A man who was recently linked by DNA to the slaying of a 19-year-old Bellevue woman in 1980 pleaded guilty to second-degree murder this morning in King County Superior Court.
Michael Halgren, 58, faces a maximum sentence of life in prison for strangling Susan Lowe in her apartment with a pair of pantyhose.
Despite a reward, the case went cold until 2012, when scientists from the Washington State Patrol Crime Laboratory matched DNA found inside Lowe’s bedroom with Halgren, according to court charges.
Halgren was charged with first-degree murder in January 2013. Senior Deputy Prosecutor Kristin Richardson said after this morning’s hearing that the DNA evidence had degraded over time, which is why they agreed to the reduced charge.
“These issues are typical in cold cases,” Richardson explained. “We have no doubt it was him.”
Halgren’s DNA was collected while he was a patient at the Special Commitment Center (SCC) on McNeil Island, where he had been civilly committed in 2002. He had been convicted of first-degree rape, stemming from a 1989 sexual assault on a woman in Bellevue; and of unlawful imprisonment after he abducted a prostitute in Seattle in 1995, according to court records.
According to the murder charges in the Lowe case, doctors at McNeil Island learned over the years that Halgren had peeped through women’s windows when he was a teen, exposed himself to nearly 40 women when he was in his early 20s and raped more than 20 women, mainly prostitutes, after being discharged from the military in 1975.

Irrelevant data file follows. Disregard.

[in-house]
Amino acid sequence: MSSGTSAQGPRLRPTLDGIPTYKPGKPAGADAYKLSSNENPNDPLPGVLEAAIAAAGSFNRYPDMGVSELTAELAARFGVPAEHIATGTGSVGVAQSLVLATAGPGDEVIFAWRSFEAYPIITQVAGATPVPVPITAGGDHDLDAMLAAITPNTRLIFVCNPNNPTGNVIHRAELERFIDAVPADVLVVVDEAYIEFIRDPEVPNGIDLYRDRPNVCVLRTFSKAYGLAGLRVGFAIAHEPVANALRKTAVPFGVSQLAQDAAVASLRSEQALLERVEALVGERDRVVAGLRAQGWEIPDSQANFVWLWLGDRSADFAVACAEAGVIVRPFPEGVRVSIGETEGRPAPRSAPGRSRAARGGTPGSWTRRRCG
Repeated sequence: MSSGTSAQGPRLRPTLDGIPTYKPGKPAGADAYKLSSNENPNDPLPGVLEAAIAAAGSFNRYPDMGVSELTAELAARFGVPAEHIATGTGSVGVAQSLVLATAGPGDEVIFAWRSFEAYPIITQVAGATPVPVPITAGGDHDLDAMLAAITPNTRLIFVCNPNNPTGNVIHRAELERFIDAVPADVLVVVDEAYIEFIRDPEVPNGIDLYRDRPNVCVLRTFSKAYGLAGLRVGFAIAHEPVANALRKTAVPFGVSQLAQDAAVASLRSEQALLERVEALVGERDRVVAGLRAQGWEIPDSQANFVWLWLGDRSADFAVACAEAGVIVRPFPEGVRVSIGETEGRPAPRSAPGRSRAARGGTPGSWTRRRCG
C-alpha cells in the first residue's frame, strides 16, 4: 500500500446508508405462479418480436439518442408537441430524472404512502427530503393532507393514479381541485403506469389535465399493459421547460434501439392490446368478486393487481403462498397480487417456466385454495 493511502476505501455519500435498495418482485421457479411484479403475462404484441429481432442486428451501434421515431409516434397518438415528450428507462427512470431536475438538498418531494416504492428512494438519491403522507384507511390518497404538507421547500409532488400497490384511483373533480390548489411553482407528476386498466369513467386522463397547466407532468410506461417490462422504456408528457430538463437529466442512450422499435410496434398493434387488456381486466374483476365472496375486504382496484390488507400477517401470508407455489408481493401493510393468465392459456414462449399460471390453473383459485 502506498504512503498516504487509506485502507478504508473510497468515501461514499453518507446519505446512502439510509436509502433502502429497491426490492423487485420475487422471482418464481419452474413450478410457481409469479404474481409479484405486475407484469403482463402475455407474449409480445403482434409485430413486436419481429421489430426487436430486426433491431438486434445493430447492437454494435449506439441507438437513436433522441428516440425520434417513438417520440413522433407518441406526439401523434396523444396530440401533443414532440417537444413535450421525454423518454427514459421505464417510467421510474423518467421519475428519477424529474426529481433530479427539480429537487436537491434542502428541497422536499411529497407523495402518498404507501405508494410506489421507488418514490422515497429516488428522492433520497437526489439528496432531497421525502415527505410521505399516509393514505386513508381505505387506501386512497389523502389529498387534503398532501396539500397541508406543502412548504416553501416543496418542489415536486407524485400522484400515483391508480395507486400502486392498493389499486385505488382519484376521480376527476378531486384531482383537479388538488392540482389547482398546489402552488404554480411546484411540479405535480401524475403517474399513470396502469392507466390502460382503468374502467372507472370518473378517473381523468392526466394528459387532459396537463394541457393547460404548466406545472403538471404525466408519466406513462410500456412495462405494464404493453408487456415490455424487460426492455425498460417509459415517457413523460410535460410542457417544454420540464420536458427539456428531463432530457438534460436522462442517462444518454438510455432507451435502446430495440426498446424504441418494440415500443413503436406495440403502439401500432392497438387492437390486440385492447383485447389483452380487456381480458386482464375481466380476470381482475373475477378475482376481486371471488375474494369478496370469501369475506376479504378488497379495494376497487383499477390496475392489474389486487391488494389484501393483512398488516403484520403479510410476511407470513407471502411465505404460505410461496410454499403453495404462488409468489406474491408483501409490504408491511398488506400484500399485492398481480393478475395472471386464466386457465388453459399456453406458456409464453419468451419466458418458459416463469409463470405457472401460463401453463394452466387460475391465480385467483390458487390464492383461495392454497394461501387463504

He also told doctors he raped a relative after graduating from high school and raped three more women in 1974, 1979 and 1980, according to charging paperwork.
When questioned about Lowe, Halgren said he never dated her and did not recognize her photograph, charges said. However, Halgren had lived about three blocks from Lowe’s apartment at the time she was killed, according to Bellevue police.
After this morning’s hearing, Richardson said that Lowe and Halgren were likely strangers, even though they frequented the same eastside bowling alley.
“She was a young 19-year-old woman trying to find her way in the world,” Richardson said. She added that Lowe worked at a furniture store and dreamed of becoming an interior designer.
Though Lowe’s family didn’t attend the plea hearing, Richardson said they’re happy the case is resolved.
Halgren’s sentencing is set for July 18.
Richardson said that after serving his prison term, Halgren will be returned to the SCC to live until it is determined that he will likely not reoffend. She said it is likely he will never be released from state custody.
Diane Dietz, a reporter at The Register-Guard in Eugene, Ore., was Lowe’s roommate when she was slain and discovered her body. In an email to The Seattle Times, she wrote:
“Susan was a beautiful young woman who was mischievous and funny. She loved people and they loved her. She had a tender heart. She’d tear up at GE commercials — and then laugh at the silliness. She watched the SuperSonics and Lost in Space. She was fascinated by the then-growing bulge on Mount Saint Helen’s flank. She spent a whole night with her roommate getting the melody and harmony to “Today While the Blossoms Still Cling to the Vine” just right.”
Dietz said Halgren “took my faith in the world, my sense that things would turn out O.K. My nerves were permanently frayed.”
In a statement released this morning, King County Prosecutor Dan Satterberg said there”is a special satisfaction when we can solve a murder more than three decades old using modern forensic science.”
“It is due to the dedication of the Bellevue Police Department, the Crime Lab and our Cold Case Project that this man, who thought he had gotten away with murder, will now spend up to the rest of his life in prison,” Satterberg said in the statement.